I could go on and on about Boom Boom (my dad), but ill end this post with the one story about him that made me proud to call him my dad even moreso than usual. Its about one of my brothers best childhood friends who was also a friend, teammate and coworker of mine. We all worked at Quality Hardwoods in Powassan, a small but very successful lumber business owned by Paul Brooks (a great man and person who gave me a job at 14, and helped me pay my way through college and university). This is where my dad works until this day, in his 60’s now. Anyways, many of us younger kids had left to pursue education or careers and our friend “B” was stuck at the lumberyard. “B” was going through some pretty heavy stuff of his own and hadnt found his his way out of it yet. He was always late for work, coming into work under the influence sometimes and getting written up at work, but my dad refused to let him go. I asked my dad why he had not fired him yet, to which he replied something along the lines of: “Adam, this job may be the only thing good in his life right now. He needs to be here”. Even after so many people had given up on “B”, my dad refused to. A short while later “B” moved away from the Powassan area to live down in southern ontario. He called my dad up one day and asked him if he would be a reference for him to join the Canadian Armed Forces. Hearing my dad tell me about this, i got excited! You could hear the excitment and happiness in my dads voice, you could hear how proud he was of “B”, it was amazing! I would see “B” not too long after, and then a few more times after that and the first thing he would ask “how is your dad doing”? You could see it in his face and how he spoke, how humbled he was that my old man bet on him, bet against everyone else and maybe even bet against the odds. My dad is the type of guy, who if he knows you are a good person, he will go unlimited lengths to help you succeed. This is what i want to be like, what i want to strive to be in life. Not successful, not rich, but a genuinely good person, helping people.”B” got into the Canadian Armed Forces and was on the road to completely turning his life around and excited to protect our country overseas in Afghanistan. My dad was supppppppper proud, like it was one of his own kids.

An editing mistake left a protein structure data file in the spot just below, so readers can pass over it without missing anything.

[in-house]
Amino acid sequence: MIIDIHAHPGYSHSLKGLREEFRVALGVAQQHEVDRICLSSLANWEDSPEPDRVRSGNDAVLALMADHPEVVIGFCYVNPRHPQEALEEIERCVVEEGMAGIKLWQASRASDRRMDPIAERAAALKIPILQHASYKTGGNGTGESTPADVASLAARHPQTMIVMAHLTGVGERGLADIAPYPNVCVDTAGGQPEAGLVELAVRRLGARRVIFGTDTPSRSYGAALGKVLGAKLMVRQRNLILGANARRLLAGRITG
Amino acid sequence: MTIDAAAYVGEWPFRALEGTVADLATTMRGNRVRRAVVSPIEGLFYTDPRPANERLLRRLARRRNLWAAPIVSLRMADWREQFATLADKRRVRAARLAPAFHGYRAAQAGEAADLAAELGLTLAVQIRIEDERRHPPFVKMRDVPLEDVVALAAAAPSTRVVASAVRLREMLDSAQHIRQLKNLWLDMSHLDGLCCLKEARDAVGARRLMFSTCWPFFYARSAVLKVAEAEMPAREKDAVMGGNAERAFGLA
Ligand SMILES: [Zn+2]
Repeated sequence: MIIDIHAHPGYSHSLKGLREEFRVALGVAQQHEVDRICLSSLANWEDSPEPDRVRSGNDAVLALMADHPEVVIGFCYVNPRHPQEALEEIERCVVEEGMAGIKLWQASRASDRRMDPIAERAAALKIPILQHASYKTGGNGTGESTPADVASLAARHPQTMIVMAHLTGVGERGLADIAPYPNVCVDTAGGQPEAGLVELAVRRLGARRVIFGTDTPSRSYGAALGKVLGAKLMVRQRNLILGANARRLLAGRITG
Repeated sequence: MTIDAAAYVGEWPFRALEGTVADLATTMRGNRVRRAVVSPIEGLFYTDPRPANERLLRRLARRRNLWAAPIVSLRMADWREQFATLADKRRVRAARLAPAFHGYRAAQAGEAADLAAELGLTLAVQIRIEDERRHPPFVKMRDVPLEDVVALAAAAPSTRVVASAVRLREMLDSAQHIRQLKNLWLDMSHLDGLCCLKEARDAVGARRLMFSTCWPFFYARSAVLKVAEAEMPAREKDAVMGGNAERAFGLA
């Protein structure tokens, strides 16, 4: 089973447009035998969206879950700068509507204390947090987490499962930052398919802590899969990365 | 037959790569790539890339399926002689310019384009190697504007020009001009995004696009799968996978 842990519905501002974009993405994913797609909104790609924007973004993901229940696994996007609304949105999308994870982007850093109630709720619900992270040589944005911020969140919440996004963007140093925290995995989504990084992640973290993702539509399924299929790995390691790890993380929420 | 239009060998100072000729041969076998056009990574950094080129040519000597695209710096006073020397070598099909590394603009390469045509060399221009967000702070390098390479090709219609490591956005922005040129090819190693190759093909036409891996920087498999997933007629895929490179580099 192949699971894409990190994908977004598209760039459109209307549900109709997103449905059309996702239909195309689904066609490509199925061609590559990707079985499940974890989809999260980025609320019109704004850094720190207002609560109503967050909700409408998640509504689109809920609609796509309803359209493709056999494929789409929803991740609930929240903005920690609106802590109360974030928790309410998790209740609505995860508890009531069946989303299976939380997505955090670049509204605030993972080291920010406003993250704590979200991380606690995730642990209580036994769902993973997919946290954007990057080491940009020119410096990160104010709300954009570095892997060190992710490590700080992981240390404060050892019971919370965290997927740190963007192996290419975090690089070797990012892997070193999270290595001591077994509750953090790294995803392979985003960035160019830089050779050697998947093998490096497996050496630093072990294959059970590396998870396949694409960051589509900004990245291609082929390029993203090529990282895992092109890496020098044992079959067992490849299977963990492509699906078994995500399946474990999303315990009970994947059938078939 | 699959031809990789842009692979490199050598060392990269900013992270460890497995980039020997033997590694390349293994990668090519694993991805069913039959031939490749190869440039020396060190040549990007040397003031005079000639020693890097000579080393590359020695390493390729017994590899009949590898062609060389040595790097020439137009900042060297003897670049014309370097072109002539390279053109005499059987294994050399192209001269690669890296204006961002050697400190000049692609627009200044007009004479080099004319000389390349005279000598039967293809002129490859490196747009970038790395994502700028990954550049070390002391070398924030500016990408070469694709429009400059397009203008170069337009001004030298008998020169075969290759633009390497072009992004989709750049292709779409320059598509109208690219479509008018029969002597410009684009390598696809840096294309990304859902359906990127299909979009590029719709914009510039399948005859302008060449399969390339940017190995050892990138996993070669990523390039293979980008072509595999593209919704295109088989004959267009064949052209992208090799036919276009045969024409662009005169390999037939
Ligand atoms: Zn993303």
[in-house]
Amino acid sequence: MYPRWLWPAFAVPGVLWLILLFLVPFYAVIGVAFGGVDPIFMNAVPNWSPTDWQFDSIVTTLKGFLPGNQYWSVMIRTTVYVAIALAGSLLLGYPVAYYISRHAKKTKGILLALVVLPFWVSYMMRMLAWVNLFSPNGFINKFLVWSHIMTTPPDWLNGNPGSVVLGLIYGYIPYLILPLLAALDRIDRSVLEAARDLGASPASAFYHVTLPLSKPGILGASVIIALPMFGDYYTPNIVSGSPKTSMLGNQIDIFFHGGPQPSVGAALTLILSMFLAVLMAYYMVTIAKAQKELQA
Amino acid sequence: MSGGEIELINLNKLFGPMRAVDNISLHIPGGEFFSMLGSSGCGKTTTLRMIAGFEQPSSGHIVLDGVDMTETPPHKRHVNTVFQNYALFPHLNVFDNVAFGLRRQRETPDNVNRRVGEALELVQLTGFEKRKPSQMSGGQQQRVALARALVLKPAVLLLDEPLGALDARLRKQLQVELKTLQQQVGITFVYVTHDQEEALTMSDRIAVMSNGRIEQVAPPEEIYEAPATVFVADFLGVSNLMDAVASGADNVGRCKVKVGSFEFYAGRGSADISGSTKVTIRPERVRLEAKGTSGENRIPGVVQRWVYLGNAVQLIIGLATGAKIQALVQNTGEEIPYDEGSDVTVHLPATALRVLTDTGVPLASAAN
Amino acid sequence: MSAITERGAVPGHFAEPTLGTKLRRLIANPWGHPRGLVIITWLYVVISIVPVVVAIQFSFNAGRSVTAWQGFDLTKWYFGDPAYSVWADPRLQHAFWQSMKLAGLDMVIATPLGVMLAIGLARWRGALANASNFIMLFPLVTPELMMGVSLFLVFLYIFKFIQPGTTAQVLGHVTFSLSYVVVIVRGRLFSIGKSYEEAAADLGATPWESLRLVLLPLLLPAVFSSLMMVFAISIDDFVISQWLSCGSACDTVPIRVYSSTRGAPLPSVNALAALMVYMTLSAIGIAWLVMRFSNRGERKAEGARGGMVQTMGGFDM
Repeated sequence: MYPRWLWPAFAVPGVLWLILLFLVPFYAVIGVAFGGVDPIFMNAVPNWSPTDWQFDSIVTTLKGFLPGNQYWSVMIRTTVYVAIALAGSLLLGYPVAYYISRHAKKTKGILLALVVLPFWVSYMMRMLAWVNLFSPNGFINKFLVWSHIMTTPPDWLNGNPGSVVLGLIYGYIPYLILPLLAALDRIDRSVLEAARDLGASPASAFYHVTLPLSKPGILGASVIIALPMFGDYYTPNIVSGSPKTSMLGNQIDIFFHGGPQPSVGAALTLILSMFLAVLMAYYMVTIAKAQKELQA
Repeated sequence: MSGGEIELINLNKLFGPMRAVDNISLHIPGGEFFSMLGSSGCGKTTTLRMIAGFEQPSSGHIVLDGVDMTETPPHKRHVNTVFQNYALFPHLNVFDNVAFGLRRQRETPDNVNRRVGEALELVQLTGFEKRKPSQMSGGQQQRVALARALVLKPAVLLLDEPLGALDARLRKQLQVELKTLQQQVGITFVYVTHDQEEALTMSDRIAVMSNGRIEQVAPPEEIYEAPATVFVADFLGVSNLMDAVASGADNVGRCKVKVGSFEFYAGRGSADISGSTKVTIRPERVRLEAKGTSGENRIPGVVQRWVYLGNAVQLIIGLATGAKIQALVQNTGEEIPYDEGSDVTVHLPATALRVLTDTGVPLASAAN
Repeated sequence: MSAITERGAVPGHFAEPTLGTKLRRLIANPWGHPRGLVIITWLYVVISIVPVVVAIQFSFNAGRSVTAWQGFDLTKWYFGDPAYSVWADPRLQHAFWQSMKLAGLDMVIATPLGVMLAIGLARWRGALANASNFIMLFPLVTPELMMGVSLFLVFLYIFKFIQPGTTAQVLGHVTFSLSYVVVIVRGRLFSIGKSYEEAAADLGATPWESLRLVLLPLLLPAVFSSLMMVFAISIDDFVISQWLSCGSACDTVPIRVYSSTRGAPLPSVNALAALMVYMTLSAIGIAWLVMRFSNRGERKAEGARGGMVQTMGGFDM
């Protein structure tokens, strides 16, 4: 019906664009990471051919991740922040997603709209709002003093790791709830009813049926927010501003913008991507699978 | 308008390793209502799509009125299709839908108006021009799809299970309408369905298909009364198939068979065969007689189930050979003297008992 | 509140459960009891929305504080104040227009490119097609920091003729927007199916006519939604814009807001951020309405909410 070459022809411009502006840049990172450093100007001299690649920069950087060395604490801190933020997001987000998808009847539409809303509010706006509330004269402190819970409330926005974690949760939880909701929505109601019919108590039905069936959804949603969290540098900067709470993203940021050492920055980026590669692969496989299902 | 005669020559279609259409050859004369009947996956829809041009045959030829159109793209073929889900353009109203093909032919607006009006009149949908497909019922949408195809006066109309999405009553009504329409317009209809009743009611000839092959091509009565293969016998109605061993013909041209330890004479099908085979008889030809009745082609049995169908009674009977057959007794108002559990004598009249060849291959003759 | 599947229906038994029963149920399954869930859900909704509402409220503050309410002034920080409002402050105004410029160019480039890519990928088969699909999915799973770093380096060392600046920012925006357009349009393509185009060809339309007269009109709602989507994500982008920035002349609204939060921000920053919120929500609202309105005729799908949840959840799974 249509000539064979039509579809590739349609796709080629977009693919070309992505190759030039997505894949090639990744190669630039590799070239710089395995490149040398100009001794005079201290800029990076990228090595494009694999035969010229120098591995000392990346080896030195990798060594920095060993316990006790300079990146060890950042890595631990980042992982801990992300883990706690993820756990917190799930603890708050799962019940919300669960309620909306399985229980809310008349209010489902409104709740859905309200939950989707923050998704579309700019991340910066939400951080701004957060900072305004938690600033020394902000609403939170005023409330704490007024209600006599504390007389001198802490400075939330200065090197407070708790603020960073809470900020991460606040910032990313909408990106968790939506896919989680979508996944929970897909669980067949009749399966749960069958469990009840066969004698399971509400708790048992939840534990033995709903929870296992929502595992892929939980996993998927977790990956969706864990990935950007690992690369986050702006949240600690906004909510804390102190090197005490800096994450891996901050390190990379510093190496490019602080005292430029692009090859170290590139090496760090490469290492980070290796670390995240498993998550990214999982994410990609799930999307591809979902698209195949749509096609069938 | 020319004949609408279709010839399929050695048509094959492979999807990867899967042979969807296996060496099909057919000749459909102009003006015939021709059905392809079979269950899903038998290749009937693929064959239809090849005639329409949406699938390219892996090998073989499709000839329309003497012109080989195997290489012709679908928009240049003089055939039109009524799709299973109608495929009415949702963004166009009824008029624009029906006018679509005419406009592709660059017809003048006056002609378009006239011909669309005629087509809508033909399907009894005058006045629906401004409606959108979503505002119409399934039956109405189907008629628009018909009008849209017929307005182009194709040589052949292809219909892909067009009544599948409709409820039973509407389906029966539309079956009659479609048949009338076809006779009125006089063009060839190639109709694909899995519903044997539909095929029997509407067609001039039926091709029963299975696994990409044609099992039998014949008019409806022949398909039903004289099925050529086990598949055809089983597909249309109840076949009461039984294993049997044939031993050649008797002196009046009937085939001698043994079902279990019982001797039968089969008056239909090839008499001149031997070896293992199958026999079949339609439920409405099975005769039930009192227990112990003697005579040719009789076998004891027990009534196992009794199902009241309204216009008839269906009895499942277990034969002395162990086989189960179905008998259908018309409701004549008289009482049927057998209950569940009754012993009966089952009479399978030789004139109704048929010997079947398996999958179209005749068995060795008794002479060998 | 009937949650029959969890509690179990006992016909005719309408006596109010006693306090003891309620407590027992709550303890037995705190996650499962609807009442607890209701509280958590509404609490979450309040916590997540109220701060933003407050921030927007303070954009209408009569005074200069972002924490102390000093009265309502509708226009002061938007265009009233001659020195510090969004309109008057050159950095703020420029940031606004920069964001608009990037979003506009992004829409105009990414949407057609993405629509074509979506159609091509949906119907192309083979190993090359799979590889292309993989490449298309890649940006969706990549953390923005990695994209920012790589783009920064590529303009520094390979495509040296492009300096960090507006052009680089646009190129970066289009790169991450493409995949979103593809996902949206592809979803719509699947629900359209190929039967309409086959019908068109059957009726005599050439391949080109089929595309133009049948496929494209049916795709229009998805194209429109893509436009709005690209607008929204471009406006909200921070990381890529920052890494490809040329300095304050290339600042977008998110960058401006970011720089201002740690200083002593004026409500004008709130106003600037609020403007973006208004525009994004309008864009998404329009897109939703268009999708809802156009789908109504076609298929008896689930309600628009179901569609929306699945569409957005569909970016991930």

Sadly, in 2011 “B” passed away in a car accident in Shilo, Manitoba. Even to this day my dad speaks so proudly of him, and this story makes me proud that this guys my dad.My first hero.